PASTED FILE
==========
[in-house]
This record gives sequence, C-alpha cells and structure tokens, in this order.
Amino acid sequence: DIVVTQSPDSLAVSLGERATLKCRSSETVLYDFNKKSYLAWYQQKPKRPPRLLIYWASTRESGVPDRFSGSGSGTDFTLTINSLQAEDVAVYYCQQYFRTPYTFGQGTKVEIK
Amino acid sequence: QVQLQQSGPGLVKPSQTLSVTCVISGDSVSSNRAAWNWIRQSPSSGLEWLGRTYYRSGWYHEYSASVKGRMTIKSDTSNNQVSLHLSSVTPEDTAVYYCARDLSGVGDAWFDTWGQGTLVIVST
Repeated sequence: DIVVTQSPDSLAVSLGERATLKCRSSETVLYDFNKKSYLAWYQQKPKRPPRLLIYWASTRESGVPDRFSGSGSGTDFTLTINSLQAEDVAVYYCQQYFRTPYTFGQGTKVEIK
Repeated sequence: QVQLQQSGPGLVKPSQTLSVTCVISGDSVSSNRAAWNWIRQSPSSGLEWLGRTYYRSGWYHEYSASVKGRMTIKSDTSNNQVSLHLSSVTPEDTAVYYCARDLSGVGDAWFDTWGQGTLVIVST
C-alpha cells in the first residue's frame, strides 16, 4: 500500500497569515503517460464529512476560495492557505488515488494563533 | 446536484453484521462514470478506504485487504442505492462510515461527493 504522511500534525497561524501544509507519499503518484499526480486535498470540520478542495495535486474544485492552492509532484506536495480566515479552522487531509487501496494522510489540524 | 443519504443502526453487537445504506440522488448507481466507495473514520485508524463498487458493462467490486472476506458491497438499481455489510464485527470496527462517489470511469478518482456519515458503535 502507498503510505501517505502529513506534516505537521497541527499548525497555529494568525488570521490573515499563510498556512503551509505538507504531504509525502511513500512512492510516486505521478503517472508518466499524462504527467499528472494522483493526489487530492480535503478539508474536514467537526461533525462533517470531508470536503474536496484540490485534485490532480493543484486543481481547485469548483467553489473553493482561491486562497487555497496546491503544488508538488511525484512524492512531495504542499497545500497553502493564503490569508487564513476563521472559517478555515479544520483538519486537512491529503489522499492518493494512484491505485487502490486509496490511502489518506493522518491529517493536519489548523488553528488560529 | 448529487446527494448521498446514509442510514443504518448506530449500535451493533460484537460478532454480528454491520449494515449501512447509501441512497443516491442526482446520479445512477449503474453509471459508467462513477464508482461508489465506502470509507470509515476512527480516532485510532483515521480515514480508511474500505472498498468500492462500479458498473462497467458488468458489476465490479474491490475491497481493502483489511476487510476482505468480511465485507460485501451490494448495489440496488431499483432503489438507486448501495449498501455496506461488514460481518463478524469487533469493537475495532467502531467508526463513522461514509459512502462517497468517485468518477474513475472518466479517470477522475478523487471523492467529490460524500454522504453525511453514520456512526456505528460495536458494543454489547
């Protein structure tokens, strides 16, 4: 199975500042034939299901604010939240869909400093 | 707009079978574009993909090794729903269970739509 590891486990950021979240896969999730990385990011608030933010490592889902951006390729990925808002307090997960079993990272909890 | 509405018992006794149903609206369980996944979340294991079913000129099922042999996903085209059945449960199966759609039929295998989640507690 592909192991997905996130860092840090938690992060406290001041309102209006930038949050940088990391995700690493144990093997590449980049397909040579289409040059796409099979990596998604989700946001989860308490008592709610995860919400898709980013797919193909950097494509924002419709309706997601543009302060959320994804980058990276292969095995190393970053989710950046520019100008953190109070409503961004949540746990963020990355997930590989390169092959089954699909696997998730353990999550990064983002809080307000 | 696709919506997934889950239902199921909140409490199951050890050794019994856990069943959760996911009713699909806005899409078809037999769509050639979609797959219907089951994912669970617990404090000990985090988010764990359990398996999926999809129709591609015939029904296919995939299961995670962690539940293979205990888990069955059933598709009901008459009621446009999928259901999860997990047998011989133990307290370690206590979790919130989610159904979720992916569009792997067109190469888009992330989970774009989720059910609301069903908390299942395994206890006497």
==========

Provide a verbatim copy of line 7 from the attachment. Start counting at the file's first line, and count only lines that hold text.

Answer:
C-alpha cells in the first residue's frame, strides 16, 4: 500500500497569515503517460464529512476560495492557505488515488494563533 | 446536484453484521462514470478506504485487504442505492462510515461527493 504522511500534525497561524501544509507519499503518484499526480486535498470540520478542495495535486474544485492552492509532484506536495480566515479552522487531509487501496494522510489540524 | 443519504443502526453487537445504506440522488448507481466507495473514520485508524463498487458493462467490486472476506458491497438499481455489510464485527470496527462517489470511469478518482456519515458503535 502507498503510505501517505502529513506534516505537521497541527499548525497555529494568525488570521490573515499563510498556512503551509505538507504531504509525502511513500512512492510516486505521478503517472508518466499524462504527467499528472494522483493526489487530492480535503478539508474536514467537526461533525462533517470531508470536503474536496484540490485534485490532480493543484486543481481547485469548483467553489473553493482561491486562497487555497496546491503544488508538488511525484512524492512531495504542499497545500497553502493564503490569508487564513476563521472559517478555515479544520483538519486537512491529503489522499492518493494512484491505485487502490486509496490511502489518506493522518491529517493536519489548523488553528488560529 | 448529487446527494448521498446514509442510514443504518448506530449500535451493533460484537460478532454480528454491520449494515449501512447509501441512497443516491442526482446520479445512477449503474453509471459508467462513477464508482461508489465506502470509507470509515476512527480516532485510532483515521480515514480508511474500505472498498468500492462500479458498473462497467458488468458489476465490479474491490475491497481493502483489511476487510476482505468480511465485507460485501451490494448495489440496488431499483432503489438507486448501495449498501455496506461488514460481518463478524469487533469493537475495532467502531467508526463513522461514509459512502462517497468517485468518477474513475472518466479517470477522475478523487471523492467529490460524500454522504453525511453514520456512526456505528460495536458494543454489547